African-American students in Alabama tend not to perform as well on standardized tests as their white counterparts. That’s part of the so-called “achievement gap,” one of the most persistent and touchiest issues in education. But a new data-driven series by Al.com, journalism nonprofits Spaceship Media and Solutions Journalism Network, and teachers from across Alabama aims to address those disparities. Lead reporter Trisha Powell Crain of Al.com talks with WBHM’s Dan Carsen about the gap, and what teachers are trying to do about it.
The Gap They’re Fighting
“There’s always been this 20- to 30-percentage-point gap between black students and white students. And there are a lot of factors. … First you look at poverty — their parents may not have the resources to give them extra opportunities, to have books at home, to transport kids to after-school activities. But there are also school-based factors. We know that black kids and Hispanic kids are less likely to be identified as gifted. Why is that? It’s not the ‘raw material’ — that’s just not the case.”
“In places where there is segregation, high [degrees of residential] segregation — all you have to do is look at Jefferson County and you see Vestavia and Homewood — there are often large achievement gaps. I mean they can almost predict where those achievement gaps are going to be. You have to identify the problem before you can address it.”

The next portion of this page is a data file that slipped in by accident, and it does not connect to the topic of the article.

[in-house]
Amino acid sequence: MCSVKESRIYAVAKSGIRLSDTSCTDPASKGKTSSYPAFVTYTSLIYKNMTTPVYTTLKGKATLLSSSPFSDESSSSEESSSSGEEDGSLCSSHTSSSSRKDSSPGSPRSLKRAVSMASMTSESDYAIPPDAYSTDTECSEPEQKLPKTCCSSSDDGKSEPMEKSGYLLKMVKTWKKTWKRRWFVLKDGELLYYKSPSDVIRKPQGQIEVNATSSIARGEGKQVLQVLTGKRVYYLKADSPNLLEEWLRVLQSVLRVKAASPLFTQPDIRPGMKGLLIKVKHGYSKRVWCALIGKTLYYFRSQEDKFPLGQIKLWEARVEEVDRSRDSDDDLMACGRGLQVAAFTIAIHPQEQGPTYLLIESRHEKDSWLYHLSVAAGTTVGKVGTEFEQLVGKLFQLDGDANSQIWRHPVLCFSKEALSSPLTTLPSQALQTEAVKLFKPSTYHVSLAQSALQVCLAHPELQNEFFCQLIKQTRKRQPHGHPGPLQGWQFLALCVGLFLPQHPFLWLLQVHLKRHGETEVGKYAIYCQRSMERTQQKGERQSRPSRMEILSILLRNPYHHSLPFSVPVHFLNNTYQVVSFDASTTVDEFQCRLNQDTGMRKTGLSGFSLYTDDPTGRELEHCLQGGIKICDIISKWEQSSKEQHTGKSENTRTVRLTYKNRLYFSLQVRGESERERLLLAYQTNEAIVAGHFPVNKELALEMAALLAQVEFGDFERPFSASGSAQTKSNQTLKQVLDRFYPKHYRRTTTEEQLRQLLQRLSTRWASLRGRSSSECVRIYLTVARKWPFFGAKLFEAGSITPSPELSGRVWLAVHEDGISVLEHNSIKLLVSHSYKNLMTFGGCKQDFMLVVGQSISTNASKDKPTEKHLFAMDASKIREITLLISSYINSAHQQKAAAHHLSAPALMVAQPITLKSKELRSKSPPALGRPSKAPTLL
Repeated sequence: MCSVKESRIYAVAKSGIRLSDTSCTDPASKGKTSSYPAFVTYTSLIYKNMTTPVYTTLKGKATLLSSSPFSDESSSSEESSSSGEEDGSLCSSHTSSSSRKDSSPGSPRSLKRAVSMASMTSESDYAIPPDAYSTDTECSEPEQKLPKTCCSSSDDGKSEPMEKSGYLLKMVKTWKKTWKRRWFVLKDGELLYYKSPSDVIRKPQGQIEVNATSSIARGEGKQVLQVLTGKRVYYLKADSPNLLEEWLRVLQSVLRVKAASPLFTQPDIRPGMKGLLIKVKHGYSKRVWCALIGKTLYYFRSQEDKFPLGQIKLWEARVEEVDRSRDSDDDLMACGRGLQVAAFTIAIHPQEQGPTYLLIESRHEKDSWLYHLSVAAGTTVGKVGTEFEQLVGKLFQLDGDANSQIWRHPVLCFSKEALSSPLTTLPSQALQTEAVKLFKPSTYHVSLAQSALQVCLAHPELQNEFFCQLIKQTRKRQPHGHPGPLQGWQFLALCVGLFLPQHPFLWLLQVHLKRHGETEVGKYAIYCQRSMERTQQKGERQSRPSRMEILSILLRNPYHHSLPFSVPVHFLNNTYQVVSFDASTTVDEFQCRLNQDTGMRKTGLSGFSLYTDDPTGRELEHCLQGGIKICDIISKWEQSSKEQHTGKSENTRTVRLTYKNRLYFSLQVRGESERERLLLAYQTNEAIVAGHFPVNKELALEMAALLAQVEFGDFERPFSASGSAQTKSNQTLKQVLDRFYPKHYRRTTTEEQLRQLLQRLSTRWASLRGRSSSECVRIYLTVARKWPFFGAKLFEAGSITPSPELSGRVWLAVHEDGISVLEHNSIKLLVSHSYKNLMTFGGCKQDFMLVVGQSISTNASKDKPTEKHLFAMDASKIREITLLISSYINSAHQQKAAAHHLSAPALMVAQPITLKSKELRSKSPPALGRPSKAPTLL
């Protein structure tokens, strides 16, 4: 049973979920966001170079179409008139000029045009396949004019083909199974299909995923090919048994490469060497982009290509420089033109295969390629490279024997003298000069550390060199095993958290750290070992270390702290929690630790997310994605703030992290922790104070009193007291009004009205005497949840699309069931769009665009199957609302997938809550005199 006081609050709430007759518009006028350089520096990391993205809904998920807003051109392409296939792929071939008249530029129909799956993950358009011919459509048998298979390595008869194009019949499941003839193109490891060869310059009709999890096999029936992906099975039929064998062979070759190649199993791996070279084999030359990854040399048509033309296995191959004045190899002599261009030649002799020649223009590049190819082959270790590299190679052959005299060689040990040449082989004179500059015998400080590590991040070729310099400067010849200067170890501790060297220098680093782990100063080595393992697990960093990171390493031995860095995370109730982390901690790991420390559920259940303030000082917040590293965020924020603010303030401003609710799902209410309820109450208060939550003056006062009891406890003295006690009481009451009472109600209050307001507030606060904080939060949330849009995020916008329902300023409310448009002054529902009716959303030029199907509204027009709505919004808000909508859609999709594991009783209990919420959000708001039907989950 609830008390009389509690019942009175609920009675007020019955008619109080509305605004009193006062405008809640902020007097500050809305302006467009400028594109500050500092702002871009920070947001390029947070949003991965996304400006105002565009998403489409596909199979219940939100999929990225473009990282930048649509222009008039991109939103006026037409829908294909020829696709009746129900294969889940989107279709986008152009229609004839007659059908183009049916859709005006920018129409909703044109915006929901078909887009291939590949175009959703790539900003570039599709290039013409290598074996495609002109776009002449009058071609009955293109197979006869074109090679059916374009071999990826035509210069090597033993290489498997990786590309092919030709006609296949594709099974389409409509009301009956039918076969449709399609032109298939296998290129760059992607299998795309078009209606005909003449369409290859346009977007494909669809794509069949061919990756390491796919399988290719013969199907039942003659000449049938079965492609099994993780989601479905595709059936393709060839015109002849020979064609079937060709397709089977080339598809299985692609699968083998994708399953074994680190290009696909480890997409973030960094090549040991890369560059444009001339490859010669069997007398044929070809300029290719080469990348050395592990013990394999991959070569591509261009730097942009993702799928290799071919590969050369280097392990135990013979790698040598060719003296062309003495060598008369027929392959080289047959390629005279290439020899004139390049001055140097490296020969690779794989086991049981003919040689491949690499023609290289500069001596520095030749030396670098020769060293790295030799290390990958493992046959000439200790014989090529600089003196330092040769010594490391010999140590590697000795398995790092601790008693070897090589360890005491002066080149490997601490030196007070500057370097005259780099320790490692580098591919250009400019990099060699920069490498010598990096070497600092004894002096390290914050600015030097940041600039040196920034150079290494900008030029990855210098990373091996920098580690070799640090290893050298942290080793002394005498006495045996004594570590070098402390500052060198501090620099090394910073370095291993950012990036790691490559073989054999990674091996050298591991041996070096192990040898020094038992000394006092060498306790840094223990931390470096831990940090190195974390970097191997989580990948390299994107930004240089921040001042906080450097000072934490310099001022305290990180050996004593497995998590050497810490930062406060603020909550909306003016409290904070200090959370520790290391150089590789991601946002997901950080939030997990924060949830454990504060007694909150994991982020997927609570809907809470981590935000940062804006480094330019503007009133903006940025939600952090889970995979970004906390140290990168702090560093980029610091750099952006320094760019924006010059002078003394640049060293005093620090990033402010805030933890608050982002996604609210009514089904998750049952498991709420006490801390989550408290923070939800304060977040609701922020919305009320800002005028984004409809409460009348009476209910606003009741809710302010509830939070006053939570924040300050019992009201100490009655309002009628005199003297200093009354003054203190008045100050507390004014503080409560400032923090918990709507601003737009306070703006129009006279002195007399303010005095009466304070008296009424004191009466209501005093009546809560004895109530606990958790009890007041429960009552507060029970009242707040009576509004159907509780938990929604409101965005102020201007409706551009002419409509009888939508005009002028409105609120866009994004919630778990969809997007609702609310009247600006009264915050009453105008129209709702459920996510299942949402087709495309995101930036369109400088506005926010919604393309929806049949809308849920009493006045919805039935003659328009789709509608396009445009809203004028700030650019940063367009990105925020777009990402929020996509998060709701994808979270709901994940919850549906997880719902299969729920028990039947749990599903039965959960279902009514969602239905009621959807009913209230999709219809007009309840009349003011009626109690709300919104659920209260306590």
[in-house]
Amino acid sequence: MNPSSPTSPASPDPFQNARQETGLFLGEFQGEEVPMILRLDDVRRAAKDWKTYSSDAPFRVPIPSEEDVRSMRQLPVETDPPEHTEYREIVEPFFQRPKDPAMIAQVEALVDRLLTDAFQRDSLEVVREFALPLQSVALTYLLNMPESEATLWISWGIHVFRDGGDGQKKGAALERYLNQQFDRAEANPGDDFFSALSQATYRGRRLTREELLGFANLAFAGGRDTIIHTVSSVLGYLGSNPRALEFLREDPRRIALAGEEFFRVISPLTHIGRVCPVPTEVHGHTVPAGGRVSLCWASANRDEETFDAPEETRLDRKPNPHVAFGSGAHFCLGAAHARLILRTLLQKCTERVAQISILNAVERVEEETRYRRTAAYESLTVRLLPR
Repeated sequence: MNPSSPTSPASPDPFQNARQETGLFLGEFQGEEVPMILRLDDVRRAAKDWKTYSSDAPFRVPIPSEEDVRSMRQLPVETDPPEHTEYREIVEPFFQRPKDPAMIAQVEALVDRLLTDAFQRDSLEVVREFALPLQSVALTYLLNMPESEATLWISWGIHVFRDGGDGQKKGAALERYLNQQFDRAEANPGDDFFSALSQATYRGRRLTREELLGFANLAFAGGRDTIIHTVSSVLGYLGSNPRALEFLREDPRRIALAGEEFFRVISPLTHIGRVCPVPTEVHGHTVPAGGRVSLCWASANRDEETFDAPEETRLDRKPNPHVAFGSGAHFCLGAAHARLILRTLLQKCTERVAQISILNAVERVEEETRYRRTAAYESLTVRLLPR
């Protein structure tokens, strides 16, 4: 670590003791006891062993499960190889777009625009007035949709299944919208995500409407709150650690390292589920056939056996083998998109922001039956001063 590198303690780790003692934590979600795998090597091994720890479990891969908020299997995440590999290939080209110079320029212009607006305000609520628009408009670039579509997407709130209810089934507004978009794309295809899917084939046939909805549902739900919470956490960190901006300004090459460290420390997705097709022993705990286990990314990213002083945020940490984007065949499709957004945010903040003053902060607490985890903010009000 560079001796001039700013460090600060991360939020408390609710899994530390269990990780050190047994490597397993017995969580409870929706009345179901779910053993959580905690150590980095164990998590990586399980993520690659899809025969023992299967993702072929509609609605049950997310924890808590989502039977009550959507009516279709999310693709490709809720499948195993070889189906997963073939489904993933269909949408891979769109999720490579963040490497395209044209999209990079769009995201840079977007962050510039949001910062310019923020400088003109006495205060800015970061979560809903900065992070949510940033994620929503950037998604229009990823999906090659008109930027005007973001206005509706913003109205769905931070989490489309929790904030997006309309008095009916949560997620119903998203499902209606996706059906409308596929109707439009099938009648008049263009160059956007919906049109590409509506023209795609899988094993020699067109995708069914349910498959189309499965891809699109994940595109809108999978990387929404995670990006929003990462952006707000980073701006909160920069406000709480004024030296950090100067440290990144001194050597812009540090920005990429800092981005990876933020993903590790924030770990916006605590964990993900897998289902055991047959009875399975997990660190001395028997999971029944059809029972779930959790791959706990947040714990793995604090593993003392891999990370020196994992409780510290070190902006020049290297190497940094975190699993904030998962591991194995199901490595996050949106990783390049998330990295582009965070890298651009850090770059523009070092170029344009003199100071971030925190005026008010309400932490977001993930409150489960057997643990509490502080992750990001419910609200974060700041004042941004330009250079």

It’s Not Simple, Not the Kid
“I think that a large portion of the public thinks they have it figured out. They think they know why there is a racial achievement gap, and it boils down to, ‘oh, it’s just the kid,’ which, research shows, it’s not the kid. But when people already think they know the answer, it’s kind of hard to present to readers that, no, it’s actually this, plus this, plus this, plus this, plus this. And the ones who want to simplify it, I think it’s a way of pushing it off to the side and saying ‘that’s not my problem.'”
“We’re starting to look at being very conscious about who you are identifying for [disciplining and] for gifted opportunities, being very conscious about supporting children, taking them where they are, and being deliberate in who you offer resources to. I mean, when you think about it, there’s one teacher in front of 20 kids, sometimes 30 kids, sometimes 35. So a teacher has to figure out, ‘how am I going to divide up my time? Who am I going to help? Who am I going to pay attention to?’ [Also,] are there wraparound services?’ We know in community schools where there are wraparound services available to help kids with all of that stuff outside of the school day, the children learn better. We aren’t doing that much in Alabama.”
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